Cape Town - Minister of Higher Education and Training, Blade Nzimande, has placed the Wholesale and Retail Sector Education and Training Authority (W&RSETA) under administration because it failed to address concerns Nzimande had raised earlier.
The actions of the W&RSETA’s board “compromised” an agreement earlier signed with the Unemployment Insurance Fund (UIF) and the Department of Small Business Development to help boost small and medium enterprises and enterprises in townships and rural areas through a revitalisation programme, he said in a statement.
“The board took a decision, which is disputed by some board members, to completely withdraw from this programme and its funding without communicating or consulting the Department and relevant partners,” Nzimande said in a statement. “However, some members of the board claim the resolution was to amend the agreement and not withdraw.”
Nzimande said this action has the potential to bring the Department of Higher Education and the Sector Education and Training Authorities (SETA) system into disrepute.
“It furthers says volumes about the unity and cohesion of the board and its ability to take decisions, including exercising its fiduciary responsibilities. I am disappointed and aggrieved by the actions of this board and I am convinced they are not acting in the interest of the organization. They are not averse to the implications of their decisions on the country and unemployment rate we face,” Nzimande said.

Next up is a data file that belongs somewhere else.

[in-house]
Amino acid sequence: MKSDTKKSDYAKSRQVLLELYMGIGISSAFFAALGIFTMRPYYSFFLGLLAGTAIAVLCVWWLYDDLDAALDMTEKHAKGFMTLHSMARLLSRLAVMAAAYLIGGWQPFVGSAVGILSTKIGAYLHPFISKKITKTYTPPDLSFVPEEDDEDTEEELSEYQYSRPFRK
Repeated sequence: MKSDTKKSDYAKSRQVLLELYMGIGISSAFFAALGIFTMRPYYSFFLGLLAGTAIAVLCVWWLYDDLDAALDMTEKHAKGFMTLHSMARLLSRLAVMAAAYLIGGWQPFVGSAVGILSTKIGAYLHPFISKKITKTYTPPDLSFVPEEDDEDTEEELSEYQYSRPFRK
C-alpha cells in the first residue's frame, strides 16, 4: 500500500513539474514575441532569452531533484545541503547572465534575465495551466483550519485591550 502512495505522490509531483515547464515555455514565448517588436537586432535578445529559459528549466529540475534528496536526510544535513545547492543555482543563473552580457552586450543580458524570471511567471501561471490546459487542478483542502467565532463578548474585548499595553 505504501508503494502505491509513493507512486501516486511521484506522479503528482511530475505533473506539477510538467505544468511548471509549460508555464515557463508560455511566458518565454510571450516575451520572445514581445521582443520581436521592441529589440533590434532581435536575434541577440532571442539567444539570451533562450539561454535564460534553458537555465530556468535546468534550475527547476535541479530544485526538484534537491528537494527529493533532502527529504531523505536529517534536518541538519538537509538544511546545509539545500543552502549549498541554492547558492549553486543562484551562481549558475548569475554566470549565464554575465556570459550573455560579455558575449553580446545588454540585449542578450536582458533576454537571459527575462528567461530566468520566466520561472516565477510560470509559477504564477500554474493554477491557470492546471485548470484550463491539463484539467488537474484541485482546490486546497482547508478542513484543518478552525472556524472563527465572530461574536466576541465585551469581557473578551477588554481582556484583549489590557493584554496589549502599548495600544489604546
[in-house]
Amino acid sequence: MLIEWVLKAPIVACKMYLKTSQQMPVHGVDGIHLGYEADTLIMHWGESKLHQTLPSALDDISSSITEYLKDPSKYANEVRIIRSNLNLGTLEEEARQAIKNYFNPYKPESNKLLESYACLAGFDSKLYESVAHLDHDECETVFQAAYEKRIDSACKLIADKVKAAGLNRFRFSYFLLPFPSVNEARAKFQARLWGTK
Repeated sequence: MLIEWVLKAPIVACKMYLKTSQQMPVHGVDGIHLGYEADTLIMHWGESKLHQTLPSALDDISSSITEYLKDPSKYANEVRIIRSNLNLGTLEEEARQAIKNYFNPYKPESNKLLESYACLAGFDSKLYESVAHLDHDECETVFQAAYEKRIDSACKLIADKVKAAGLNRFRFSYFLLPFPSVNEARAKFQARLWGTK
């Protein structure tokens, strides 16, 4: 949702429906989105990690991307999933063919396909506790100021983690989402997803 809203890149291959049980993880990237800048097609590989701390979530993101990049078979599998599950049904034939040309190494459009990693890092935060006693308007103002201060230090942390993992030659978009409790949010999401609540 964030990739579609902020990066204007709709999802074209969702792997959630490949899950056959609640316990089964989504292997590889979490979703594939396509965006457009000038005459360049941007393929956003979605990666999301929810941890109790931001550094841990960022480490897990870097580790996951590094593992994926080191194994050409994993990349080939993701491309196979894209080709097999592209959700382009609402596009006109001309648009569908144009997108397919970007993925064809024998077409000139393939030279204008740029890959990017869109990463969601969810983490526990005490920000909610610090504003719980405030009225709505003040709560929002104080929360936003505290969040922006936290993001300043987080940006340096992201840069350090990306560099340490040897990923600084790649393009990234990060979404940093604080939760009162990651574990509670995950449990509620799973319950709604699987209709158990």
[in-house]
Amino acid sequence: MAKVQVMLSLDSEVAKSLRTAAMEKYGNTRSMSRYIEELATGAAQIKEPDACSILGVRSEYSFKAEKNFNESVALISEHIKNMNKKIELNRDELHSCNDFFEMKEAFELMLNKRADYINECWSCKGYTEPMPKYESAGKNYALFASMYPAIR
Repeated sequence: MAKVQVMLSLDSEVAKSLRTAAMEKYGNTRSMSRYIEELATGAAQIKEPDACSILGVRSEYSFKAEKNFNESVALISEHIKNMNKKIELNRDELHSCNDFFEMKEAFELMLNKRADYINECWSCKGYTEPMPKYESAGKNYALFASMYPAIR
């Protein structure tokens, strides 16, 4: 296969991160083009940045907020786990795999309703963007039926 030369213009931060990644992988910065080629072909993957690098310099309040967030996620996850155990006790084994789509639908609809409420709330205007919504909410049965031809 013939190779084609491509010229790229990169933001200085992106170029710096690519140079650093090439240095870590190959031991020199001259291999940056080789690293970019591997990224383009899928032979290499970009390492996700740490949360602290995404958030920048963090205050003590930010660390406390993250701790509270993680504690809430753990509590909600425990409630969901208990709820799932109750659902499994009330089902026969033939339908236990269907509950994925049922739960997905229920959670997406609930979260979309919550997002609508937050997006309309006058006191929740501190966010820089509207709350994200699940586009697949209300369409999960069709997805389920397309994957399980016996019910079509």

In addition, W&RSETA received a qualified audit opinion from the Auditor-General in the 2014/15 financial year. The Minister requested the board to submit a comprehensive plan to address concerns raised in the opinion, however the response, according to Nzimande was “inadequate”.
This led to a subsequent qualified audit opinion in the 2015/16 financial year.
Nzimande also raised concerns about the appointment of the chief financial officer who was subsequently appointed as the chief executive officer (CEO) and chief officer for qualifications.
“The Minister and Department are of the view that these appointments compromise the effectiveness of internal control processes and exposes the SETA to a risk of self-review. This meant the acting-CEO would have been reporting to herself on operational tasks she performs. A letter from the Auditor-General to the Director-General confirms this concern,” the statement read.
The National Skills Authority was requested to do an investigation and during its investigations, it found that some of the board members were not aware of the instruction letter from Nzimande. “This further demonstrates lack of unity, cohesion and cooperation required among board members to exercise their fiduciary duties effectively and efficiently.”
Nzimande concluded that he hasn’t taken the decision to put the entity under administration lightly.
“I could not allow W&RSETA to proceed in this manner and collapse the organisation given the veracity of challenges they face."
The entity will be under administration for a 12-month period.Read Fin24's top stories trending on Twitter: Fin24’s top stories